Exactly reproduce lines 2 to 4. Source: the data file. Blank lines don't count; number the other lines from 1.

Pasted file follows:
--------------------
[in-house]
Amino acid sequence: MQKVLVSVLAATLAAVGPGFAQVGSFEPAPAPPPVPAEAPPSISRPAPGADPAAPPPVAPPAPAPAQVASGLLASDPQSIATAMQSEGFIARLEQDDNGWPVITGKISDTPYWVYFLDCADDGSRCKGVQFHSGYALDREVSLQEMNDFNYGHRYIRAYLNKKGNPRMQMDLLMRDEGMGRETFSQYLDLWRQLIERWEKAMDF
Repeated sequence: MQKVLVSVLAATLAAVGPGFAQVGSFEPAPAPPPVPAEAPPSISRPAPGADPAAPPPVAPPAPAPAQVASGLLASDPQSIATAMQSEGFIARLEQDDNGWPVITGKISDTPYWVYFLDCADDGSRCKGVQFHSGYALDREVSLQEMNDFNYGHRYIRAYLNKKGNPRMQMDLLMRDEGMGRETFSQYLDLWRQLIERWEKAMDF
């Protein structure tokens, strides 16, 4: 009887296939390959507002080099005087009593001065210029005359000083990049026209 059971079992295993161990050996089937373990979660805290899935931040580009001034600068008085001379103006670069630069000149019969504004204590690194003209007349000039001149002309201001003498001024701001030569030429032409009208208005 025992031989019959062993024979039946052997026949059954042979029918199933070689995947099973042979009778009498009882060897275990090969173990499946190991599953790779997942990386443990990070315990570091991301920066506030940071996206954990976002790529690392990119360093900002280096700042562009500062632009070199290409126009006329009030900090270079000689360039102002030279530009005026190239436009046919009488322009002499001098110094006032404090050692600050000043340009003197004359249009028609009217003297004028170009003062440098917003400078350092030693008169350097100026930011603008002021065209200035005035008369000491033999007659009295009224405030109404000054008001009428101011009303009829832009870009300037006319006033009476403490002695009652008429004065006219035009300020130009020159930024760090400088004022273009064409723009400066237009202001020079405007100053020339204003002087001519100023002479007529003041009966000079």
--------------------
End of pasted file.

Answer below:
Amino acid sequence: MQKVLVSVLAATLAAVGPGFAQVGSFEPAPAPPPVPAEAPPSISRPAPGADPAAPPPVAPPAPAPAQVASGLLASDPQSIATAMQSEGFIARLEQDDNGWPVITGKISDTPYWVYFLDCADDGSRCKGVQFHSGYALDREVSLQEMNDFNYGHRYIRAYLNKKGNPRMQMDLLMRDEGMGRETFSQYLDLWRQLIERWEKAMDF
Repeated sequence: MQKVLVSVLAATLAAVGPGFAQVGSFEPAPAPPPVPAEAPPSISRPAPGADPAAPPPVAPPAPAPAQVASGLLASDPQSIATAMQSEGFIARLEQDDNGWPVITGKISDTPYWVYFLDCADDGSRCKGVQFHSGYALDREVSLQEMNDFNYGHRYIRAYLNKKGNPRMQMDLLMRDEGMGRETFSQYLDLWRQLIERWEKAMDF
């Protein structure tokens, strides 16, 4: 009887296939390959507002080099005087009593001065210029005359000083990049026209 059971079992295993161990050996089937373990979660805290899935931040580009001034600068008085001379103006670069630069000149019969504004204590690194003209007349000039001149002309201001003498001024701001030569030429032409009208208005 025992031989019959062993024979039946052997026949059954042979029918199933070689995947099973042979009778009498009882060897275990090969173990499946190991599953790779997942990386443990990070315990570091991301920066506030940071996206954990976002790529690392990119360093900002280096700042562009500062632009070199290409126009006329009030900090270079000689360039102002030279530009005026190239436009046919009488322009002499001098110094006032404090050692600050000043340009003197004359249009028609009217003297004028170009003062440098917003400078350092030693008169350097100026930011603008002021065209200035005035008369000491033999007659009295009224405030109404000054008001009428101011009303009829832009870009300037006319006033009476403490002695009652008429004065006219035009300020130009020159930024760090400088004022273009064409723009400066237009202001020079405007100053020339204003002087001519100023002479007529003041009966000079």